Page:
This is a truly superb pair of hand painted Royal Crown Derby porcelain trumpet shaped spill vases, with date code for 1919.
Beautifully hand painted in the Imari pattern with beaded girdles, exquisite gilded decoration and bearing the red painted 6299 Royal Crown Derby mark.
Instill the refined elegance of a bygone era to a special place in your home with these fabulous vases.
In excellent condition with no chips, cracks or repairs, please see photos for confirmation of condition.
Dimensions in cm:
Height 15 x Width 10 x Depth 10
Dimensions in inches:
Height 5.9 x Width 3.9 x Depth 3.9
A spill vase is a small cylindrical vase or wall-hanging vase resembling a bud vase. The earliest literary references to splints, spills and tapers date back to the 15th century, as do the vases that held them. From 1700-1870 spill holders were made of wood, iron, porcelain, pottery, brass and even wall paper. There are also some examples made in glass, although these are mostly limited to the 1840s-50s.
A spill vase was usually kept on the mantel piece and was filled with rolled paper tapers or very thin wood sticks, called spill. Spill was used to transfer fire from the fireplace to candles, lamps, a pipe or a cigar. Commercial matches, which first surfaced in England during the 1820s were a relatively expensive commodity until the late 19th century, and spill was therefore a more cost effective solution.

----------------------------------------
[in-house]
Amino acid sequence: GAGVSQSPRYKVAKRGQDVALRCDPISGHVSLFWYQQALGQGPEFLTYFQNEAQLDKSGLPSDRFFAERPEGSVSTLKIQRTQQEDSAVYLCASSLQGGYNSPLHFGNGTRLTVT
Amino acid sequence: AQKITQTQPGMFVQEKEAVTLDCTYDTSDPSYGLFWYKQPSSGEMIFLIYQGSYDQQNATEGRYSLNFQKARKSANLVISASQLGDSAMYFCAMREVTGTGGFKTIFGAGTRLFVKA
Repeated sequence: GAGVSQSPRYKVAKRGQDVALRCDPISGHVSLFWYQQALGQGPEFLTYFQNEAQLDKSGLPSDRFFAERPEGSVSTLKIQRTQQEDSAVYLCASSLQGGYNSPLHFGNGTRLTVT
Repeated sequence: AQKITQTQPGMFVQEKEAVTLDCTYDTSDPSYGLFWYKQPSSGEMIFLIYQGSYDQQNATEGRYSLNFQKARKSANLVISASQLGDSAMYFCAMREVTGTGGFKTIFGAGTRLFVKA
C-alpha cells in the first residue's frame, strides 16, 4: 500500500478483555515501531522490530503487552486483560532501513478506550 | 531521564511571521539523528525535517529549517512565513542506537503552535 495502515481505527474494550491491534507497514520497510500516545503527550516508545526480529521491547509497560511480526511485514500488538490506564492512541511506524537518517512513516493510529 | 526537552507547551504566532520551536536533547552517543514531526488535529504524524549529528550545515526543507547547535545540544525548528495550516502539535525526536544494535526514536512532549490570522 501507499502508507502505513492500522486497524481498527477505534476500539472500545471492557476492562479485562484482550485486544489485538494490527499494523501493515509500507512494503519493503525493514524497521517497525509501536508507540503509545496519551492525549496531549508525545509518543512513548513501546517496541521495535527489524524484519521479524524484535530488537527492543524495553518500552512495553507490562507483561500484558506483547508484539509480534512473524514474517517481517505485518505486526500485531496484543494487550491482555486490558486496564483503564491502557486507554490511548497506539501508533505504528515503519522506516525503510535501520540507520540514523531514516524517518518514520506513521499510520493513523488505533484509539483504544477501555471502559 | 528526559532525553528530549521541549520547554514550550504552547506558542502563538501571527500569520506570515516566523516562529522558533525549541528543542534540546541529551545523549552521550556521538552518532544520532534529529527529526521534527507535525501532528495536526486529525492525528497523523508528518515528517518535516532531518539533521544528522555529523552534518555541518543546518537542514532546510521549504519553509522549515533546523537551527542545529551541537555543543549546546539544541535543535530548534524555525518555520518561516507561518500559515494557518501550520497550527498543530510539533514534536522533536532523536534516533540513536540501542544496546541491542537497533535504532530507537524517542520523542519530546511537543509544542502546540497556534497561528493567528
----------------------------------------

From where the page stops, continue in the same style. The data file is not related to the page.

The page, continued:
Some examples of spill vases have a rectangular holder for a matchbox, which allowed the user to light a single splint, or sliver of wood with the match and use the spill to transfer the fire to several candles.
From 1860-65 there was a huge transitional period in the evolution of lighting and accessories. Later, with the spread of electricity, spill vases gradually became redundant, as people relied less on fire for lighting.
The Royal Crown Derby Porcelain Company
is the oldest remaining English porcelain manufacturer, based in Derby. The company, particularly known for its high-quality bone china, has produced tableware and ornamental items since approximately 1750. It was known as ‘Derby Porcelain’ until 1773, when it became ‘Crown Derby’, the ‘Royal’ being added in 1890. The factory closed down in the past under Royal Doulton ownership, but production was revived under the renewed ownership of Hugh Gibson and Pearson family.
Our reference: 08912